New residency law will benefit long-term refugees in Panama, says UN agency
|Publisher||UN News Service|
|Publication Date||1 April 2008|
|Cite as||UN News Service, New residency law will benefit long-term refugees in Panama, says UN agency, 1 April 2008, available at: http://www.refworld.org/docid/4805b6cf1c.html [accessed 7 May 2016]|
|Disclaimer||This is not a UNHCR publication. UNHCR is not responsible for, nor does it necessarily endorse, its content. Any views expressed are solely those of the author or publisher and do not necessarily reflect those of UNHCR, the United Nations or its Member States.|
The United Nations High Commissioner for Refugees (UNHCR) has welcomed a new law in Panama that will allow many refugees, some of whom arrived in the country over 25 years ago, to apply for permanent residency.
The new law will give recognized refugees who have been in Panama for more than 10 years the right to apply for permanent residency. After five years of permanent residence, they will be able to apply for Panamanian nationality.
UNHCR spokesperson Jennifer Pagonis said the agency welcomes this new development, "which offers long-term refugees an opportunity to settle fully in Panama."
Most of the refugees in Panama fled conflicts in Nicaragua and El Salvador during the 1980s. Until now, they had been living under a temporary status, which made it difficult for them to buy a house, open a bank account or get stable employment.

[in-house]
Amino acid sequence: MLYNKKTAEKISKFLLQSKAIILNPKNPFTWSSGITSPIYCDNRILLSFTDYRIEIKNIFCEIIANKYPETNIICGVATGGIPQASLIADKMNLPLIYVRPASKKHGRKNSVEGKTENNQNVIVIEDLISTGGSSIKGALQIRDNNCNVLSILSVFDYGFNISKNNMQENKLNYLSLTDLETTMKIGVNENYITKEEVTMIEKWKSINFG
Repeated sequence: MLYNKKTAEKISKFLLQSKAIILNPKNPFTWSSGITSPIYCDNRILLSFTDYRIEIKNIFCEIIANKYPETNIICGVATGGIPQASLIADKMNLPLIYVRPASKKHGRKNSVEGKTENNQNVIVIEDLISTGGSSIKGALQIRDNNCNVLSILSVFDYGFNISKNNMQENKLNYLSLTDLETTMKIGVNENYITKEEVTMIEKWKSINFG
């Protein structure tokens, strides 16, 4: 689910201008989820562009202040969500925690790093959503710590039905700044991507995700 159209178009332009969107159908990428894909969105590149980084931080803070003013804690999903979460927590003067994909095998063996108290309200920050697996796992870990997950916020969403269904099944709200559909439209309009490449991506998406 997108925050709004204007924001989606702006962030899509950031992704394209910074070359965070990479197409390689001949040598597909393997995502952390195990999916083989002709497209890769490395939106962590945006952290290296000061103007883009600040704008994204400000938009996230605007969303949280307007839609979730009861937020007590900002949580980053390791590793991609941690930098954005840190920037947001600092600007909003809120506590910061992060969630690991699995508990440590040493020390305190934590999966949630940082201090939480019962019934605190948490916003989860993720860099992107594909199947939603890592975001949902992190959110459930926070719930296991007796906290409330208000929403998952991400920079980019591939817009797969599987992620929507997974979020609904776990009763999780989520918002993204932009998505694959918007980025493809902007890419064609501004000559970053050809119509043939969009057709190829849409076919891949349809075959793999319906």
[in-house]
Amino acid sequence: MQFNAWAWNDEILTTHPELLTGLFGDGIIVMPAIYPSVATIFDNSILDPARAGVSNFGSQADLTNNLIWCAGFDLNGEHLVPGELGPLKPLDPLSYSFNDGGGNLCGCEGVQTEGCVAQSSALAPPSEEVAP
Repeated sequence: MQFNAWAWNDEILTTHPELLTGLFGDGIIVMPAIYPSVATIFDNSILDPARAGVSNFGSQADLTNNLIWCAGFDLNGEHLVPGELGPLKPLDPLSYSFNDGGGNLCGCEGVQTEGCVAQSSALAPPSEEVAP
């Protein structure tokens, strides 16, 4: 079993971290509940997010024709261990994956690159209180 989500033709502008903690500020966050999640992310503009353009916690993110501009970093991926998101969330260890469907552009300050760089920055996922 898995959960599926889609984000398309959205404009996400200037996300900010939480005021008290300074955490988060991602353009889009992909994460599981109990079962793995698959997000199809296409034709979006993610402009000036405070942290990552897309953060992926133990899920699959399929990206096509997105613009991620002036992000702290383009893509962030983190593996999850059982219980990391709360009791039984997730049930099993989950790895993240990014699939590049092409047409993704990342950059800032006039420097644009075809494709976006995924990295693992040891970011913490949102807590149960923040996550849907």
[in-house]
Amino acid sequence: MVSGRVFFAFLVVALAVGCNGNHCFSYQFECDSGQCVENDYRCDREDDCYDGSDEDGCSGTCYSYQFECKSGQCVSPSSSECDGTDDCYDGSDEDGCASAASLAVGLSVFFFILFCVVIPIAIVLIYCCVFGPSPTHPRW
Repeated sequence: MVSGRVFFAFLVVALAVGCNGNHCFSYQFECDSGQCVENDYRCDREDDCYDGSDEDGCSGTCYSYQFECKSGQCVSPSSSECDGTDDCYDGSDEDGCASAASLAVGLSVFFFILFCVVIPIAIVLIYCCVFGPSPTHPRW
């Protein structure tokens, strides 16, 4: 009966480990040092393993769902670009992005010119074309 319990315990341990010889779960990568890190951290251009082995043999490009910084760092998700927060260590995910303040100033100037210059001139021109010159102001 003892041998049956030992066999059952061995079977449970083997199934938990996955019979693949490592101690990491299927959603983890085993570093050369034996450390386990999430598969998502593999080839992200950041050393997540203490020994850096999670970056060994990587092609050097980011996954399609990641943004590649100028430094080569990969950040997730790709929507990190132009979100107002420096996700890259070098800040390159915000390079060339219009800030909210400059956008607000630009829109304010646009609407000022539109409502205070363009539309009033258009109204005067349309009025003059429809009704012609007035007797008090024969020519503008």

Bill 298 on the regularization of long-standing refugees in Panama was passed by the National Assembly last week. It will come into effect six months after it is signed by the President, which is expected to happen in the coming weeks.
The new regulations will apply only to those refugees who were granted status 10 years or more before the law came into force. "UNHCR is advocating for other refugees to be provided with the long-term opportunity to find durable solutions in Panama," Ms. Pagonis said.
In addition to those from Central America, Panama also hosts refugees from neighbouring Colombia. There is a total of nearly 1,000 refugees in Panama and another 900 people who live in the most remote and isolated regions of the country under a system known as Temporary Humanitarian Regime, according to UNHCR.